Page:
If you're in the habit of reading food labels, you may have seen inulin on packaged food items listed as an ingredient and questioned what it was. In a nutshell, inulin is a type of fiber. After eating, it can make you feel full and can help regulate your blood sugar levels. It is commonly present in some foods and is incorporated into others in order to improve the fiber content and assist with texture.
Let's dive into how inulin functions a bit more and its possible health benefits.
You probably already understand the fiber is healthy for you. In particular, adults are advised by the Dietary Guidelines for Americans to get 25 to 38 grams a day, as there is valuable research to suggest that having enough fiber will help minimize the risk of diabetes, heart disease, and some cancers.
In concrete terms, inulin is a type of soluble fiber. Soluble fiber is able to cling onto water, gels up, and becomes viscous in response. Think of oatmeal's dense thickness or the creamy texture of bananas, both of which are rich in soluble fiber.
Although it is a good thing to have lots of soluble fiber, inulin is also known as a fructan, a prebiotic fiber that ferments in your gut and feeds the healthy bacteria. While this is generally a positive thing, consuming too much inulin or other prebiotic fiber will contribute to so much fermentation at one time, causing undesirable gas and bloating in turn.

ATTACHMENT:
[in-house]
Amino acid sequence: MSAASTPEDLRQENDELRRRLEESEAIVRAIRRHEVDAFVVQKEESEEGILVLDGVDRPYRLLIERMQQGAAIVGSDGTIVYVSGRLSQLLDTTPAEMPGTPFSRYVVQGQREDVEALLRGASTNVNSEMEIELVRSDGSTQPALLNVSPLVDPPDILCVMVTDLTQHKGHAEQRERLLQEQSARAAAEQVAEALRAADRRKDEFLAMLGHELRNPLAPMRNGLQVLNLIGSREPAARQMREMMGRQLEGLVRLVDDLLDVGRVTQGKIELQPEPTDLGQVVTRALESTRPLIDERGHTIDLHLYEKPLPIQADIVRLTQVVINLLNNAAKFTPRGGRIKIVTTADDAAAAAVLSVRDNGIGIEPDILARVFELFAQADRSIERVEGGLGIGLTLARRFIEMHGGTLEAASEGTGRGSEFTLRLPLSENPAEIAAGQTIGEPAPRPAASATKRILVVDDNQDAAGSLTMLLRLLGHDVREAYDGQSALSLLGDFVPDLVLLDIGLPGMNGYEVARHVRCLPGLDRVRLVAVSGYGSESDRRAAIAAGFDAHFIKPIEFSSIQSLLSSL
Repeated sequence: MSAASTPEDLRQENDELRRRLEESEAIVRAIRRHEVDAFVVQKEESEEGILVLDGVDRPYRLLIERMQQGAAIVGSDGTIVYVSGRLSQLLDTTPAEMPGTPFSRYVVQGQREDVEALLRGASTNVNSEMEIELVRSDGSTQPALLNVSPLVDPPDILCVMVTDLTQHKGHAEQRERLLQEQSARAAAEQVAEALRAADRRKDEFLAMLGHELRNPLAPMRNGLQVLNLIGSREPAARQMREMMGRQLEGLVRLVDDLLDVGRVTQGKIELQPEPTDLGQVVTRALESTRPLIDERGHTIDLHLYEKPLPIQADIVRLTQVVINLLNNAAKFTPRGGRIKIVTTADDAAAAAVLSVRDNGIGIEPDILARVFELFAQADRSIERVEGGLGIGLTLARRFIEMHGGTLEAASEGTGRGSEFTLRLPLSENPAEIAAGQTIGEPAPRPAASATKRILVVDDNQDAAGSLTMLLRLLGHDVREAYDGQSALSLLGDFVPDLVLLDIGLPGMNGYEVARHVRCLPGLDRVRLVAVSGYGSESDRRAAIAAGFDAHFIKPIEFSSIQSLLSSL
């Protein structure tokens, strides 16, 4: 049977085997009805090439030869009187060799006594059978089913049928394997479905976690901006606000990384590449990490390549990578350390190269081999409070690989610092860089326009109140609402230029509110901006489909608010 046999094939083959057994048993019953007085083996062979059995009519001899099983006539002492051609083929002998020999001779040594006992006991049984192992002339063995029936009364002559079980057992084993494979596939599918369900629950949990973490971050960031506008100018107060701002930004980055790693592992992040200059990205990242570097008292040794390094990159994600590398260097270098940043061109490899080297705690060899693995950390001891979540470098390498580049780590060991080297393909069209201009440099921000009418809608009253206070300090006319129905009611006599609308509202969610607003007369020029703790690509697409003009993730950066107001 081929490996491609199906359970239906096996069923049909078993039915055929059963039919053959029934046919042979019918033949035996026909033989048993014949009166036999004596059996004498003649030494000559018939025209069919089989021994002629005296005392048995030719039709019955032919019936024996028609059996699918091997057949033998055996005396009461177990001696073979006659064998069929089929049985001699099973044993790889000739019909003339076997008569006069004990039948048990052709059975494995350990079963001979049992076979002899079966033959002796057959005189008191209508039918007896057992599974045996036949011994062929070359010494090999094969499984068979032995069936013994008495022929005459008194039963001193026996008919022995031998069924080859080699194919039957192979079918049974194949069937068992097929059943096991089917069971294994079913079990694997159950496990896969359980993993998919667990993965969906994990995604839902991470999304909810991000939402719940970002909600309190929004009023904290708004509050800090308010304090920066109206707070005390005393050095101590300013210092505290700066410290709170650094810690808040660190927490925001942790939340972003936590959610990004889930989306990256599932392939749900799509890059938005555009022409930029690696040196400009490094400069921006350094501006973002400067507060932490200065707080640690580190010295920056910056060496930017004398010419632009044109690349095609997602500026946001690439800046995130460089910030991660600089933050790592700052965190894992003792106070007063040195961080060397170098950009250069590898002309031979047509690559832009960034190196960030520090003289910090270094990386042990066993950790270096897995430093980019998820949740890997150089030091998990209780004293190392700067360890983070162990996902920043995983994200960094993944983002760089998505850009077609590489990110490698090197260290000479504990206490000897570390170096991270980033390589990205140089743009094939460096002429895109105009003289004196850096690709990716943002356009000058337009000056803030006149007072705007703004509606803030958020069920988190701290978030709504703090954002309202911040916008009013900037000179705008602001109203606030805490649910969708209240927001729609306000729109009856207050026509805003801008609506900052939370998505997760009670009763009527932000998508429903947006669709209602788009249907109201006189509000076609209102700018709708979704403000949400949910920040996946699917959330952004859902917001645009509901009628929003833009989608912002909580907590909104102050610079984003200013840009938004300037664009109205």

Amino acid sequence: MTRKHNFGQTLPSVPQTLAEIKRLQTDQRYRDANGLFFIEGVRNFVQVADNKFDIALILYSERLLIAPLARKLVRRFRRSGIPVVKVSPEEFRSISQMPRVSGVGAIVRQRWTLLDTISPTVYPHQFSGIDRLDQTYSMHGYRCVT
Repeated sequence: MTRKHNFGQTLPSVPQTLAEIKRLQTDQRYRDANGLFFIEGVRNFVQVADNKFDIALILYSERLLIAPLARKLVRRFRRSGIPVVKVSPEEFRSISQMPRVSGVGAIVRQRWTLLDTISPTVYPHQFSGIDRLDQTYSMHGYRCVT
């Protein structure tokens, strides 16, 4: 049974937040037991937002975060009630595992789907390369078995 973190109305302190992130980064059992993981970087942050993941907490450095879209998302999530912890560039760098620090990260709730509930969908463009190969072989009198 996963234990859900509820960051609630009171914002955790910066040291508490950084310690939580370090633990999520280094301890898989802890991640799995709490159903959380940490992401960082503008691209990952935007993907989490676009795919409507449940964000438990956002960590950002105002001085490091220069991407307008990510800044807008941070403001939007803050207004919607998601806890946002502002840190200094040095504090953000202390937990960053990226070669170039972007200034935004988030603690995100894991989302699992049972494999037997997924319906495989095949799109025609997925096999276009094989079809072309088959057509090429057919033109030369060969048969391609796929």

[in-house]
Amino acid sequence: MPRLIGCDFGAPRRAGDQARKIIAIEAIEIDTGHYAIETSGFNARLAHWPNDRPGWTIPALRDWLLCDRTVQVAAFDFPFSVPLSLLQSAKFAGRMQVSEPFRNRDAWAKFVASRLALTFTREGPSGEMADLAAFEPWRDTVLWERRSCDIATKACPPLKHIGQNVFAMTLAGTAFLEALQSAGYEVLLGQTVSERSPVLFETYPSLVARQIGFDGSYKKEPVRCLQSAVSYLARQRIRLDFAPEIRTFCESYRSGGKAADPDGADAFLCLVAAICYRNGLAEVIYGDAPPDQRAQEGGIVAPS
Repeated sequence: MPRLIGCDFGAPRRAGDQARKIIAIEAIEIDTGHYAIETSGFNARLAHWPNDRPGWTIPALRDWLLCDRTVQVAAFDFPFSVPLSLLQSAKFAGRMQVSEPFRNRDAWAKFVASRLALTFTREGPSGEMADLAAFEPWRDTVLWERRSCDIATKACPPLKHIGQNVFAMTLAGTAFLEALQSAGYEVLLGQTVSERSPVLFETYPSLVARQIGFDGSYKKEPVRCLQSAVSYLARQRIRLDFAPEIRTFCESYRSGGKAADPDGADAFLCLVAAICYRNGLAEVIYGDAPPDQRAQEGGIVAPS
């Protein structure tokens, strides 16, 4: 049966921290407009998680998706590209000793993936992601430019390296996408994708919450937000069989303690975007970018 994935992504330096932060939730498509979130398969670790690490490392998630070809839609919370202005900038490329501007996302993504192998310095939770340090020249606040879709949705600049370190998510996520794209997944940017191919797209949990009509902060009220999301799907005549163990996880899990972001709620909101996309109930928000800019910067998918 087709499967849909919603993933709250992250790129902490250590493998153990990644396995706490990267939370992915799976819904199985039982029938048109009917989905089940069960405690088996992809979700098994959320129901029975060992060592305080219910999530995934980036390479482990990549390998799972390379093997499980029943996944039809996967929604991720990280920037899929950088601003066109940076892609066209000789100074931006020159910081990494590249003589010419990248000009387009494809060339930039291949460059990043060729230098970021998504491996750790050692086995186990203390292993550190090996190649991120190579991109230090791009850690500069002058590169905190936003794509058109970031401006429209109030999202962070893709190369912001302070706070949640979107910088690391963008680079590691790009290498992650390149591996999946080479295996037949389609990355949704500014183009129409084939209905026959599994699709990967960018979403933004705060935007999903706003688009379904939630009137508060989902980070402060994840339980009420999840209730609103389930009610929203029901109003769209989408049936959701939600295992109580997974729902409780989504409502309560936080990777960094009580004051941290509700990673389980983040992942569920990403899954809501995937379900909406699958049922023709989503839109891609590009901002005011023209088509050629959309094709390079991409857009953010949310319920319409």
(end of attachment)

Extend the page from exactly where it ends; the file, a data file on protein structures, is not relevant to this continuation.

Inulin can aid with constipation since soluble fiber can hold onto water and gel things up. It's been shown to allow for softer tools as well as that the number of stools a day can increase. .There is also evidence that inulin can be effective in the treatment of diabetes, as it can theoretically raise blood sugar levels (in the short term) as well as help reduce insulin resistance when inulin is administered along with diabetic medications.
Another potential benefit: like many other soluble fibers, inulin, by binding to these triglycerides in your bloodstream, can help lower LDL cholesterol levels.
But of course, there's a caveat: potential side effects (common when eating a high-fiber diet) include stomach pain, flatulence, bloating, and likely belching, so those with IBD will want to stay out of items with this thrown in.
All the possible benefits of inulin can be reaped by eating a few servings of whole foods rich in inulin. If you wish to take a supplement, that is up to you but be mindful that too much inulin will lead to side effects that are unpleasant.